Good Morning World: How (and Why) to walk 5 kilometres indoors

Monday was a disappointing day. A disappointing, disappointing day. All I did was 2.1 and that’s way below my average, way way below. And it wasn’t even a weekend.

But let me start at the beginning. Every individual has an internal logic on various matters that they would have built since childhood, and they would have come to some decisions about life, living, learning, health, well-being … as also fitness.

I have never been into ‘fitness’. Never. As in: there’s been no phase in my life where I was watching what I eat, pumping iron or steel, dancing to music to tone muscles, or walking round and round and back around to address a health issue, perceived or otherwise.

Nor have I ever been a gym member.

Well, once – or rather, one day in 1988 – my friend Satyan and I did walk into a gym near our colony in Santacruz, Mumbai. The then Mr Mumbai University was in that gym (great guy, also happened to be a family friend and lived in our colony). We looked at the toned muscles of everyone around which – while extremely impressive – did not distract us from the hard, physical labour that seemed to be required to get those results. The instructor told us to do 20 push-ups each. I think we gave him 10 between us with a take-it-or-leave-it exhaustion and he took it and asked us to do 10 pull-ups each. To which we responded with 2 – Satyan did 1 pull-up and I did the other one. We walked around a bit after that, flexed our forearms on a contraption and then we left, telling the gym owner we would think about joining.

Satyan and I were satisfied with our visit to the gym and being quick on our feet, we looked ahead a few years and the decision was quite unanimous: there was no way either of us could sustain that kind of hard labour for no apparent reason (part of my internal logic).

That was the only day I have ever spent in a gym for deliberate exercise.

It’s not that I am reckless with my health. I played cricket and football and badminton and when there was no one to play with, ran around any available space at a clip for hours – every day … and that’s how I stayed healthy: sports. So while I couldn’t do 5 Pull-ups in a gym, I was a rock climber, and dangling a few hundred feet above bleak Himalayan rocks always gave me a rush and a natural motivation to haul myself up to the top on fingerholds.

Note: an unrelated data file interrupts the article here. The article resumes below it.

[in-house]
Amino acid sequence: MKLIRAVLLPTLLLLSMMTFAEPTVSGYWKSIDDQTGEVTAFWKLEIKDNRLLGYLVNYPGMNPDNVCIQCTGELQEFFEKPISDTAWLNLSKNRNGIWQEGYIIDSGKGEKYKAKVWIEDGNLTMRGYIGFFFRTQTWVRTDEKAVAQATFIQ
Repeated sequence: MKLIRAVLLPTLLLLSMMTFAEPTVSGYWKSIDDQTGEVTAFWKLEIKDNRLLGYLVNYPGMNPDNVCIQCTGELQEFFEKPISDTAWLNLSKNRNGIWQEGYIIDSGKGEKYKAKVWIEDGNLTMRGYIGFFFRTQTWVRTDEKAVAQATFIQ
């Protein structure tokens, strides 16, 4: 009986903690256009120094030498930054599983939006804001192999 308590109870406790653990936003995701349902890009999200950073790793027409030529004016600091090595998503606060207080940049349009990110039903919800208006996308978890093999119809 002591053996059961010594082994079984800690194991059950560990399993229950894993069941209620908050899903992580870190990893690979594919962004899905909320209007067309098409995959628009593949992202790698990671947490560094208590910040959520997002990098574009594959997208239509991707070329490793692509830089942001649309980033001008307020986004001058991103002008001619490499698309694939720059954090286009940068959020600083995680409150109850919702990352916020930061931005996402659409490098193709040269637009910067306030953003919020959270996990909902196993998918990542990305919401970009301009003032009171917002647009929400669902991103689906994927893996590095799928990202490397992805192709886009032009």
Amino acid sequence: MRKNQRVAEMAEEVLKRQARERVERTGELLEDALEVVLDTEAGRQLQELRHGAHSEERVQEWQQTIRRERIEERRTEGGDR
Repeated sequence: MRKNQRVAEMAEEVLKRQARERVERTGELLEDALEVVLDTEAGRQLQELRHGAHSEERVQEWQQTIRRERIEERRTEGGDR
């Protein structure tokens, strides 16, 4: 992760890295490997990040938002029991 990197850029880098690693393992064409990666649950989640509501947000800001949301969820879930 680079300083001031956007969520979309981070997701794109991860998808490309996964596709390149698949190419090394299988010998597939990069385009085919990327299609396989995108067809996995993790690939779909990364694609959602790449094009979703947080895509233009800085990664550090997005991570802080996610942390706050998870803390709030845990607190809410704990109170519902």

If it wasn’t fun, I didn’t see the purpose of the hard work. Just as I didn’t see the purpose of being on a treadmill, walking 20 kilometers and not going anywhere. Plus, I have a natural-born morbidity that always makes me ask: will I be able to do this when I am injured or crippled or older or closer-to-death-but-not-quite-there-yet?

In the recent two decades, I have had less opportunity for sports so I have been walking daily and also mountain-walking three or four times a year. Last year (2019) I did only one trip, that too early in January. Till June, July there was hope there maybe another trip. But by October it was clear that I wouldn’t be doing another one till 2020, so in November, I started monitoring my daily walk.

I walk a good bit every day because I enjoy walking, enjoy feeling the muscles at work, and out of sheer habit I walk with my whole body, stretching the muscles in my neck, shoulders, arms, chest, back, gluts, hamstrings, calf, feet and extending my joints, pushing them to do a little bit more than they are capable of.

The Health App on my phone tells me the kilometers I walk every day, the number of steps I took. In general, I know the approximate distance I have walked from the fatigue or tenseness in my muscles. But the App helps me set and monitor a goal: to walk a daily average of 5 kilometres in 2020. (2019 was 3.6). I am in the fourth month of the year and so far am averaging 5.1, which isn’t bad but it’s dropped from the 5.3 I was at before the coronavirus lockdown began.

A few days ago, a friend asked me how I am walking 5 kilometers indoors, so here’s the long answer: I am a restless person and thanks to a few health conditions, I am incapable of sitting in one place or one position for more than 10 minutes at a stretch. So I get up and walk from one room to the other, or pace around the room or walk the terrace when am on calls. (This is normal behaviour for me, even in office or at home in regular, non-lockdown situations. It drives people mad and some have even asked me to stop pacing because it makes them dizzy!)

Calls are great for walking because I can walk 1-1.5 kilometres on a single call. A client call could give me 3 kilometres. The constraint of space is in the mind. Since the lockdown, I have set a routine and milestones, exactly as I would on a trek or a village to village walk – a kilometre before 9 am, another before noon, two more during evening play time with the children and so on.

But here’s the answer to the question that my friend wanted to but didn’t ask. It’s not about the walking really. Nor is it about keeping occupied or focused or sane. Being a restless person, I learned the hard way that the mind will keep me awake for days on end if I engage it all the time. It thrives on meaningful engagement. Which is what reading books or watching Netflix or interesting work does to me. The body must be tired and overworked beyond its daily capacity for my mind to switch off. And that’s what a day has always been about for me: to work mind and body to 10% beyond what they did yesterday. Any given day. Good day or bad day. That’s the focus.

Good Morning World. Even on disappointing days, it’s important to leave it all behind and get a good night’s sleep.

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